An Adventure on the Horizon- Having Fun with Emma’s Turtle, by Eve Bunting
Usually when I am searching for a particular book, I’ll find my intended target. Occasionally, I’ll stumble on something unexpected and be delighted by the slight diversion. Such was the case during a recent trip to the Louisville Public library. My electronic search for “picture books-India,” included Eve Bunting’s Emma’s Turtle (illustrated by Marsha Winborn, Boyd Mills Press, 2007).
Hmm, I was unfamiliar with this title and was curious to see what one of my favorite picture book authors had written about India. Well, India was only part of this delightful story.
I hemmed and hawed. A cover with an over sized turtle with patches from India, Kenya, China, Australia, and Africa on its shell caused a double take. It happened again. An unsuspecting book cover caused me to check out a book like a marketing promotion that hooks people into making an unplanned purchase. I added Emma’s Turtle to my pile even though it wasn’t necessarily what I was looking for. Isn’t that the beauty of picking out books?
The turtle in this story could understand English, but was unable to communicate with his human caretaker, Emma. By listening to Emma, the turtle was aware of faraway places- Africa, Australia, China and India- and longed for an adventure. After escaping from the confines of his outside pen, his imagination led him to exotic places. He mistakenly thought that the local scenery was more than it was. Oh, the power of one’s imagination can be enriching. We don’t have to travel far in order to appreciate our lives.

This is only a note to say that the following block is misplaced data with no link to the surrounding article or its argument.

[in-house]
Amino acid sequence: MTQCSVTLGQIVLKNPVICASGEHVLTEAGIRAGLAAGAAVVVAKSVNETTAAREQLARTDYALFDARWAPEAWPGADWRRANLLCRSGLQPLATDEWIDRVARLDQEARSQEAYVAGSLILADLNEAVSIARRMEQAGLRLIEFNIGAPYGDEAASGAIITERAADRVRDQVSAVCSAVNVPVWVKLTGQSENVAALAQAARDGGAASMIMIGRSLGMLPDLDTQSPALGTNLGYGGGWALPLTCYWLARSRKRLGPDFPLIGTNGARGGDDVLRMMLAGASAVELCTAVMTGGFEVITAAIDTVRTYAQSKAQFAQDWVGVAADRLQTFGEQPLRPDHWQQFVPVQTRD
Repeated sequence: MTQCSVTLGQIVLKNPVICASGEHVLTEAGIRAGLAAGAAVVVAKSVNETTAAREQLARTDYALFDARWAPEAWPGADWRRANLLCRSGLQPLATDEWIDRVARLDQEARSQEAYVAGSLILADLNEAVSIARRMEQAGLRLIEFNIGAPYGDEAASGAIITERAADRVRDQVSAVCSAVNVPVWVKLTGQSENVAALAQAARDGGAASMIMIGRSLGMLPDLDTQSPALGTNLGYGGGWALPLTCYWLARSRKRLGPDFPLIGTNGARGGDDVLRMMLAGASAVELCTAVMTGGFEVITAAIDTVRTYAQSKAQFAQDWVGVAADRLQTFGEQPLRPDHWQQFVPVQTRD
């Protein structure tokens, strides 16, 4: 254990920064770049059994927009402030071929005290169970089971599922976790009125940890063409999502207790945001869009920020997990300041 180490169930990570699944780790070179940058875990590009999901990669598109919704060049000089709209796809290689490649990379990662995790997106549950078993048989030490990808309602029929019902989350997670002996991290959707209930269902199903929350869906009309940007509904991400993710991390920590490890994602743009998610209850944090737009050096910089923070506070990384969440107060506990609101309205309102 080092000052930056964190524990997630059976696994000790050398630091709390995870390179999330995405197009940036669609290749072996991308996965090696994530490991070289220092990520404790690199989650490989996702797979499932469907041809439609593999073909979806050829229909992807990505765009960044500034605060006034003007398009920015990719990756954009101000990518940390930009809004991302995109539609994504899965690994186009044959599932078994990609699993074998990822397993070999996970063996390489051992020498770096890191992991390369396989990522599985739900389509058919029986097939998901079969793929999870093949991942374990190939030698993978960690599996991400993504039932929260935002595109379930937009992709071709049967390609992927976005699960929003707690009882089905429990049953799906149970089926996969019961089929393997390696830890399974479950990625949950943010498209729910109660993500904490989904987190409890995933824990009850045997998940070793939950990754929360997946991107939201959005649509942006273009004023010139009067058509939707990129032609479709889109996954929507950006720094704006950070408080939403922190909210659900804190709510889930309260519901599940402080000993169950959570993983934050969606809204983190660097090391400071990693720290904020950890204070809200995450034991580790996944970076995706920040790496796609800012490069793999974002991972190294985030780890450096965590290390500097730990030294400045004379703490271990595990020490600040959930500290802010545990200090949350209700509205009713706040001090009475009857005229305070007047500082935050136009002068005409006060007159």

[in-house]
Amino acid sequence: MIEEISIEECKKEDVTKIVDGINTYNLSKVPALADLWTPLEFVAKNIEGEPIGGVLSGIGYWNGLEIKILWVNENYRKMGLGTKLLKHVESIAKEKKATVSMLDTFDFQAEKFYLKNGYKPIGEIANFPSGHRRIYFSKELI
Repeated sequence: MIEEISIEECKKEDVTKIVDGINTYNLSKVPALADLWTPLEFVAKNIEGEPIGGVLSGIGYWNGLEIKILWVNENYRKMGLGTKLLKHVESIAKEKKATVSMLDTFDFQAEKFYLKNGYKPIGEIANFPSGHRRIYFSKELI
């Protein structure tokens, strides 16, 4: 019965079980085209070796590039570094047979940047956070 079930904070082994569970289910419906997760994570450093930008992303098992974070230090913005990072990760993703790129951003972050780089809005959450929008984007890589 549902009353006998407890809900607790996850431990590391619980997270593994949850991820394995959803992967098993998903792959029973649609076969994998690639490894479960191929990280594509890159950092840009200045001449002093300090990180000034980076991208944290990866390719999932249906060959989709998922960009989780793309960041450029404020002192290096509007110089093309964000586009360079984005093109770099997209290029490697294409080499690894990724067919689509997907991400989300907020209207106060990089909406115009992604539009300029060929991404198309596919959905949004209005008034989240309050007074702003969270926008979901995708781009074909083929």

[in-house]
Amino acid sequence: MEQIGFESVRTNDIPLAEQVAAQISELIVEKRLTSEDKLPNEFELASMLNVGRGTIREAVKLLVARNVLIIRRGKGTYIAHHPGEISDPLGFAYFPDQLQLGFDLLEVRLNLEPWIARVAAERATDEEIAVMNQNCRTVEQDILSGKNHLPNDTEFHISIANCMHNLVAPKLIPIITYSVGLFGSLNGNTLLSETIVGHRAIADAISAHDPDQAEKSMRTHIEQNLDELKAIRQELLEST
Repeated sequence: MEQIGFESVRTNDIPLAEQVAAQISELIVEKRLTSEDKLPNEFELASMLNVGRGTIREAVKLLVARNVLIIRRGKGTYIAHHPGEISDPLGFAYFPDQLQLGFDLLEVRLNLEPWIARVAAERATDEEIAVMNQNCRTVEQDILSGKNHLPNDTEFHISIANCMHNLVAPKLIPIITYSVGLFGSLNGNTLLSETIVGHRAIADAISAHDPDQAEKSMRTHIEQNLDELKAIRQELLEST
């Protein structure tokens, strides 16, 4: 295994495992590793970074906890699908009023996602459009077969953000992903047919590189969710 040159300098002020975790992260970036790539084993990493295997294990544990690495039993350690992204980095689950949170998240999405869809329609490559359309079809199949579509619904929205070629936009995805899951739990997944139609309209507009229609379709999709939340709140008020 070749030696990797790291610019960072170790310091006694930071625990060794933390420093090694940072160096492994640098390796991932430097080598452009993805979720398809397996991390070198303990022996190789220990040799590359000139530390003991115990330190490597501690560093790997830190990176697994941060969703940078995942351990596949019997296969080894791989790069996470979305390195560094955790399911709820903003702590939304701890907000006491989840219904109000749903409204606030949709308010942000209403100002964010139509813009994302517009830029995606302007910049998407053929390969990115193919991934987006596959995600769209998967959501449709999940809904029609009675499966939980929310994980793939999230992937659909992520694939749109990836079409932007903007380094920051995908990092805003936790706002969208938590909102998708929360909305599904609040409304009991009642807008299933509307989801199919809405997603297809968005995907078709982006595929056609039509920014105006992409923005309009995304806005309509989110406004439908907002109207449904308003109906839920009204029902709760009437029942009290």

After completing the picture book, I was thrilled that I had not passed on this sweet story. An adventure- real or imaginary-is always worth taking even when it causes a slight detour.
I would recommend adding Emma’s Turtle to your read aloud list especially if you’re underlying message includes the importance of imagination and curiosity or the desire to take adventures. With more than a hundred books to choose from this Caldecott winning author, you’d have to make the judgment call whether this book would be included in an author study that focused on her works.